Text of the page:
The Design Thinking process can be broken down into five steps or phases: Empathise, Define, Ideate, Prototype and Test. Let’s explore each of these in more detail.

  • Empathis: Empathy the critical starting phase for Design Thinking. Its all about to know the user and understanding their wants, needs and objectives. This means observing and engaging with people in order to understand them on a psychological and emotional level.
  • Define: The second stage in the Design Thinking process is dedicated to defining the problem. You’ll gather all of your findings from the empathise phase and start to make sense of them: what difficulties and barriers are your users?
  • Ideate: With a solid understanding of your users problem, it’s time to start working on potential solutions. The third phase in the Design Thinking process is where the creativity happens. Designers will hold ideation sessions in order to come up with as many new angles and ideas as possible. There are many different types of ideation technique that designers might use, from brainstorming and mindmapping to bodystorming and provocation — an extreme lateral-thinking technique.
  • Prototype: Is all about experimentation and turning ideas into tangible products. A prototype is basically a scaled-down version of the product which incorporates the potential solutions identified in the previous stages. This step is key in putting each solution to the test and highlighting any constraints and flaws. Throughout the prototype stage, the proposed solutions may be accepted, improved, redesigned or rejected depending on how they fare in prototype form.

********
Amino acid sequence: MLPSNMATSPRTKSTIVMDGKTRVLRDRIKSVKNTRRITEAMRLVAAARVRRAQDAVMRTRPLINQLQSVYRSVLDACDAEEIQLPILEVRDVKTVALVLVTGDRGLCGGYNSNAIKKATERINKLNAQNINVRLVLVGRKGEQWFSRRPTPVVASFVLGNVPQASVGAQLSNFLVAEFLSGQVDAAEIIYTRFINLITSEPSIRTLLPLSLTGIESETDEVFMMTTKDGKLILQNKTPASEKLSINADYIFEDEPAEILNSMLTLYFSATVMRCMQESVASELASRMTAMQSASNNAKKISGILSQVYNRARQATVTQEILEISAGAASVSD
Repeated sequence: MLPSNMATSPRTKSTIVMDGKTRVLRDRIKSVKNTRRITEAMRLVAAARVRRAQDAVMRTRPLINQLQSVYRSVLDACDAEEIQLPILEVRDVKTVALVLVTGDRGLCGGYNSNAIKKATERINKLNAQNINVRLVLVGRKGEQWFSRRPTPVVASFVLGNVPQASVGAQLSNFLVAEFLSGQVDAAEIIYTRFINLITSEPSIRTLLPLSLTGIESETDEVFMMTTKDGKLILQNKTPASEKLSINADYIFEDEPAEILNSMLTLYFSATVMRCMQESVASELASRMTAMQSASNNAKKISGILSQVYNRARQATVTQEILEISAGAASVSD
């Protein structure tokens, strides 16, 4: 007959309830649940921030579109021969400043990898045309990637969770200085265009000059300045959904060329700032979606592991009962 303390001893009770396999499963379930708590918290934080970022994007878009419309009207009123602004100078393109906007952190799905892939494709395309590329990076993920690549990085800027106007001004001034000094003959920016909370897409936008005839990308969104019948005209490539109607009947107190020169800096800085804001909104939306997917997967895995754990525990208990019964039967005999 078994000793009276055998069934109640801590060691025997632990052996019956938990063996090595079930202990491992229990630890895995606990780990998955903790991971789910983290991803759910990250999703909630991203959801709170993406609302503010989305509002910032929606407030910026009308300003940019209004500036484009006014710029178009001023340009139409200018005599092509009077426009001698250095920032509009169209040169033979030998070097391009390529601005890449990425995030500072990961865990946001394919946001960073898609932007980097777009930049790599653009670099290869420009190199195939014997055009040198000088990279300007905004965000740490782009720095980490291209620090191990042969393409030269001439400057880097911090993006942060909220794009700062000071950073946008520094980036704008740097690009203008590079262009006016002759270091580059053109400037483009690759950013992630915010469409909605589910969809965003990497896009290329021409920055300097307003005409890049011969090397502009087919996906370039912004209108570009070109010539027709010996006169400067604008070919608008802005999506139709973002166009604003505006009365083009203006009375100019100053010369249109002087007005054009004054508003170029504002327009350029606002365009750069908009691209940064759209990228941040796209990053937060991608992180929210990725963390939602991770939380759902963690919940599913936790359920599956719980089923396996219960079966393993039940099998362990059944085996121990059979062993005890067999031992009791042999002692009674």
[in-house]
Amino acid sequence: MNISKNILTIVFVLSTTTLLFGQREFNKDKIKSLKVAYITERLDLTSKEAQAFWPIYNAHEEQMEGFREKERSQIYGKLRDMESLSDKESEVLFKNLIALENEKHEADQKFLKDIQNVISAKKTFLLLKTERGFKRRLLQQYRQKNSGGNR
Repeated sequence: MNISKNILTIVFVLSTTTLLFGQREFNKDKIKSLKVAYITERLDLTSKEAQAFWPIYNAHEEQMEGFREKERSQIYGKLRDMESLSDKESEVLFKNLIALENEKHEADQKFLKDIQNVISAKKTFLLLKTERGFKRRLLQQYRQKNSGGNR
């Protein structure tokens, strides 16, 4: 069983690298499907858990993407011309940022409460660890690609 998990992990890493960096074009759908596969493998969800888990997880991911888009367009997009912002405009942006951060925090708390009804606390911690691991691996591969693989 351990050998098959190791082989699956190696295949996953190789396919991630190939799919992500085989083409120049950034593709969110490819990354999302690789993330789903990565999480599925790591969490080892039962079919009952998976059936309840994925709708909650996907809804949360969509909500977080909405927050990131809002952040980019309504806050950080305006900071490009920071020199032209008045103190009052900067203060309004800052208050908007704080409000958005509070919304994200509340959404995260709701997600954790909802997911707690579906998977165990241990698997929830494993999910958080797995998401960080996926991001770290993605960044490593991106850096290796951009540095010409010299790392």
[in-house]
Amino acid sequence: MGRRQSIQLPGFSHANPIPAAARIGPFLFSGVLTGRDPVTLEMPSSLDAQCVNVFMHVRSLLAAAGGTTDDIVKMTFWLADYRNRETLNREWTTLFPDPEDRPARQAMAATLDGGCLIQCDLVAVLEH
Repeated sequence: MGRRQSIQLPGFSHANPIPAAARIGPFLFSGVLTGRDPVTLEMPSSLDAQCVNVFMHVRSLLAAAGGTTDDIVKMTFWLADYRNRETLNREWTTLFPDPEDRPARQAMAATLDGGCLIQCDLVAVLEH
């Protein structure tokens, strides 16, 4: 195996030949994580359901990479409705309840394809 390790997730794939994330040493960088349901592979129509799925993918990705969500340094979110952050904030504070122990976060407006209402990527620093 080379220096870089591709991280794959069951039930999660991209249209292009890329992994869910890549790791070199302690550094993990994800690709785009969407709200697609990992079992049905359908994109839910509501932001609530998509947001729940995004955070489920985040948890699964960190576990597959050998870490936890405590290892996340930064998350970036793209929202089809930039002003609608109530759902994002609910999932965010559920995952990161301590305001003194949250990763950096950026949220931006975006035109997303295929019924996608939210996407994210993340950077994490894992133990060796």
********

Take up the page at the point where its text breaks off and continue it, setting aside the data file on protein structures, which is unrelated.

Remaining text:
• Test: After prototyping comes user testing, but it’s important to note that this is rarely the end of the Design Thinking process. In reality, the results of the testing phase will often lead you back to a previous step, providing the insights you need to redefine the original problem statement.

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Business Benefits of Design Thinking"

Problem identification: We hear complaints from our customers that there are way too many priorities, and software projects have no clear idea on the ROI. In order to avoid this, embrace design thinking. The design thinking process does not assume the problem as given. Instead, you are asking intelligent questions of the user and ensuring that the correct problems are being addressed with focused solution.

Innovation: Different teams collaborate to solve a problem, they tackle the problem from different perspectives leading to an innovative solution. In order to innovate, it is necessary to learn what your people’s needs are. At the intersection of people’s needs, technological feasibility, and business viability, design thinking empowers you to create innovation opportunities.

Expanding knowledge: Design thinking involves its fair share of feedback and course evaluations. Even after the eLearning course is launched you will be measuring the results and ensuring that your learners are getting the most out of their eLearning experience. By doing this, you gain the opportunity to continually improve your understanding not only of your target audience, but also of eLearning as a whole.

Conclusion

Design thinking in product development can bring these benefits. So, you may want to think about integrating this approach into your instructional design and development process for future, especially for those that deal with performance goals.